09 September 2008

Long since spoiled, but: SPOILER

Bruce and I are probably the last people on earth to have seen The Happening (well, of anyone who’d planned to see it I guess). Similarly, we were determined to be the only people on earth who did not hate it entirely.

We were doing a rather good job of it too: humming and hawing about how it was a little cheesy but not so terrible, and wasn’t he sort of trying to emulate Hitchcock? (my ingenious love spotted this), however unsuccessfully, and the premise was good, it’s only unfortunate that the writing had to be so terrible. And the acting. And the plot. And that’s when it all started to fall apart.

There were even some unforgivably stupid moments, such as when the train stopped in the small town and refused to take them any further, so they all congregated in the diner. After hearing a news report about how they were smack in the middle of all the trouble, a disembodied voice cried out: “This isn’t happening 90 miles from here, c’mon let’s go!” and everyone sped off in their cars except for the leads. Marky Mark was uselessly trying to hitch a ride for himself and his bug-eyed girlfriend and their surrogate child, crying desperately as the last car raced away, “We haven’t got a vehicle!”

And I turned to Bruce and asked, Should any of them have vehicles? They all arrived on the same train!

Absent too was the famous M Night Shyamalan twist, and if there was one, he gave it away straight off (I realise a twist can’t be given away straight off, but in the absence of anything else, I imagine he’d counted on us forgetting the important little aside about nature’s inexplicable…well, nature). I mean, at the very least, the guy who had a good relationship with plants should have met a better end than an off-camera gun-shot to the head. The famous twist was also absent from Lady in the Water, though, which makes me think M Night has finally made enough money to shed the restrictive conventions of mainstream cinema to pursue his real passion: bad student art films.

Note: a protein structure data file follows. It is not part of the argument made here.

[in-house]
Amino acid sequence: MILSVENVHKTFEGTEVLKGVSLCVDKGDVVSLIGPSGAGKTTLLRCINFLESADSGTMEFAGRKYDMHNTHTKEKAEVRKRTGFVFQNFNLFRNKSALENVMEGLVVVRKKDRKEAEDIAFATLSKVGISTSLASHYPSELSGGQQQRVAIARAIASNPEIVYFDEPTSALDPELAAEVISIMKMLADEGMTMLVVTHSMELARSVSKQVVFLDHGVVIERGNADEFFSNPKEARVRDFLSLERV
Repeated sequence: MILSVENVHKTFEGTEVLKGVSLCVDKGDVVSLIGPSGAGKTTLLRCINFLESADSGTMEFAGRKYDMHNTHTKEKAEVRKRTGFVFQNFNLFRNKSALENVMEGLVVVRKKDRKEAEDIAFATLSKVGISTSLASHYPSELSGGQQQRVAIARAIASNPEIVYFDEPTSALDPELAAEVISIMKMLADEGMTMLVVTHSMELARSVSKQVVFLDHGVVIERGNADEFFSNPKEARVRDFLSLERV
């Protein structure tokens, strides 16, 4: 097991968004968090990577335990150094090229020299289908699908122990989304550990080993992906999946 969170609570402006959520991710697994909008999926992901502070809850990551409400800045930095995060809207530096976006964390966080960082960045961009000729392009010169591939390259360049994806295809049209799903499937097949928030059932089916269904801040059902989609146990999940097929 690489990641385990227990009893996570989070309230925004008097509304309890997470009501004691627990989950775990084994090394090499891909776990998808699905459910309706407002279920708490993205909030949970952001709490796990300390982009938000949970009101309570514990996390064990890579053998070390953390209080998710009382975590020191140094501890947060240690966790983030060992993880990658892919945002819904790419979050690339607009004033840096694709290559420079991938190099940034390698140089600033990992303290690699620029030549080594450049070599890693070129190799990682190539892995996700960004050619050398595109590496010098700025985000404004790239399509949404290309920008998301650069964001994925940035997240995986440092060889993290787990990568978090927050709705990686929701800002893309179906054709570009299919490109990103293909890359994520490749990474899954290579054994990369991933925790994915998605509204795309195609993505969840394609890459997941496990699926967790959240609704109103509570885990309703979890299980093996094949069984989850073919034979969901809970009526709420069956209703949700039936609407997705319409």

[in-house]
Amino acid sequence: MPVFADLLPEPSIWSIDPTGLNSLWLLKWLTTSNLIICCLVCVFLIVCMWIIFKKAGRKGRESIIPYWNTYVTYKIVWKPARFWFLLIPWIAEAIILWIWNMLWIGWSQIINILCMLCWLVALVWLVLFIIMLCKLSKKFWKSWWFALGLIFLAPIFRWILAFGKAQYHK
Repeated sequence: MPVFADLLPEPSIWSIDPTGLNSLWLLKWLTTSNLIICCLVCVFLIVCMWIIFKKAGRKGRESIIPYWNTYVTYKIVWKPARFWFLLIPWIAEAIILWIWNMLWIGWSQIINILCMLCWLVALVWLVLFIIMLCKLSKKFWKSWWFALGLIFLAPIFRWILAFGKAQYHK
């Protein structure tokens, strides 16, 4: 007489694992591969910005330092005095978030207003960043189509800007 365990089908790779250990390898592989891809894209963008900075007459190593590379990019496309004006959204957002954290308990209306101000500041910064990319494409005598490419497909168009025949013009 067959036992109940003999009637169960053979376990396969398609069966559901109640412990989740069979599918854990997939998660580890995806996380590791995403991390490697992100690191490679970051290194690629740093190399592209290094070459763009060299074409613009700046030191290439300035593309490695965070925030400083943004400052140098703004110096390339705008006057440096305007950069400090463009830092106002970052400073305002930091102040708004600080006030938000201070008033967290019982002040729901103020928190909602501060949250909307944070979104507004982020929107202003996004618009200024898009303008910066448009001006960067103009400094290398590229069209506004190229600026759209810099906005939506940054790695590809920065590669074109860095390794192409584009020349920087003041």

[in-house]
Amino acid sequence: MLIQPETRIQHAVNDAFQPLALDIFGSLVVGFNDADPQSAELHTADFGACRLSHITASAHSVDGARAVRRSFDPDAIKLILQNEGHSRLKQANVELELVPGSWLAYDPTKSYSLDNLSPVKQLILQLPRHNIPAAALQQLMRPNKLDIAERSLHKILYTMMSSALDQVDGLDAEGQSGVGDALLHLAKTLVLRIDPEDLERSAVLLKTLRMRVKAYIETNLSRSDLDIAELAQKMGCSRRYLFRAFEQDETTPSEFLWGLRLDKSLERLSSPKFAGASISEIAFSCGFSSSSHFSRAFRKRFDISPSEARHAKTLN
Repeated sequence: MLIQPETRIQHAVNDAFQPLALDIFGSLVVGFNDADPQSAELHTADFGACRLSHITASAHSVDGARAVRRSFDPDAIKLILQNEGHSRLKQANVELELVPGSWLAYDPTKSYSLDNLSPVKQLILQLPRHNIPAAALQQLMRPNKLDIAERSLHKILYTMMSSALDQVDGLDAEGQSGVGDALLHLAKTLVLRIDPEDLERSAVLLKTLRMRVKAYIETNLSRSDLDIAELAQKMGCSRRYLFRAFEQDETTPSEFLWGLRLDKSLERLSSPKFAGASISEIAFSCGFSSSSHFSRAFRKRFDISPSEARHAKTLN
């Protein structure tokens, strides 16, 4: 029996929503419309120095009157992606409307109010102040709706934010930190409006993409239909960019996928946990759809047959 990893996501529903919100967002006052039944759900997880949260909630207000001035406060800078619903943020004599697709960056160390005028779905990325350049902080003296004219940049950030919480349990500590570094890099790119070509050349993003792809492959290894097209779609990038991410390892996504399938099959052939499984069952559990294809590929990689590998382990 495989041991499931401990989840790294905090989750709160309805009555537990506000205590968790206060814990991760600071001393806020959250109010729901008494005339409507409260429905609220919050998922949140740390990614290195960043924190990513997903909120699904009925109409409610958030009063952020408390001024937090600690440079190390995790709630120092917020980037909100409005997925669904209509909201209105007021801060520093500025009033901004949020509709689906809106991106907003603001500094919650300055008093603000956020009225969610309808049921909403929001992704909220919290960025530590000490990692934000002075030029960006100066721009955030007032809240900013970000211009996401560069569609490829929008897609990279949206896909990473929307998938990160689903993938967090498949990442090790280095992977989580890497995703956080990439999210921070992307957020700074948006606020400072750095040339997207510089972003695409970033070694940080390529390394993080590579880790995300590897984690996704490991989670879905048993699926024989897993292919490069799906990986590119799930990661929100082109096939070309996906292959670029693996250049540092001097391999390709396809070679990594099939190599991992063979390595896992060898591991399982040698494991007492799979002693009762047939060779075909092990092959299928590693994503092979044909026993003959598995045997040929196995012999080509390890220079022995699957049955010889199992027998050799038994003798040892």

So even with the negative press in mind, I was still quite disappointed with the experience and can only imagine how people who paid to see it in theatres must have felt. Actually, I do know how they felt. One of the posters in the underground on the Northern Line was scratched out and defaced so that the letters in the title following the director’s name read:


Creative solutions, I know.

Still, you have to admire the guy. Most people find success with a book or a film and then spend the rest of their lives struggling with their egos in order to produce a handful more that might live up to the first.

Mr. Shyamalan is obviously fearless about trying things out and potentially failing, which should give all of us courage to keep doing what we love, brambles and berries and nuts and bird droppings in and amongst the laurels we try on and toss away.


palinode said...

My god, Jackie, that is the most charitable thing I've ever heard said about Shyamalan. I agree that we should take his example and keep doing what we love. Except for movie studios, because they love making M. Night Shyamalan pictures. They should be put out to sea.

Anonymous said...

Well, you know me. If you can't say something nice...

Anonymous said...

I confess to having enjoyed both Sixth Sense and the one with Mel Gibson and the aliens in the cornfield, the title of which escapes me right now. But the enjoyment was more of the "fluffy summer movie fun" than anything substantial.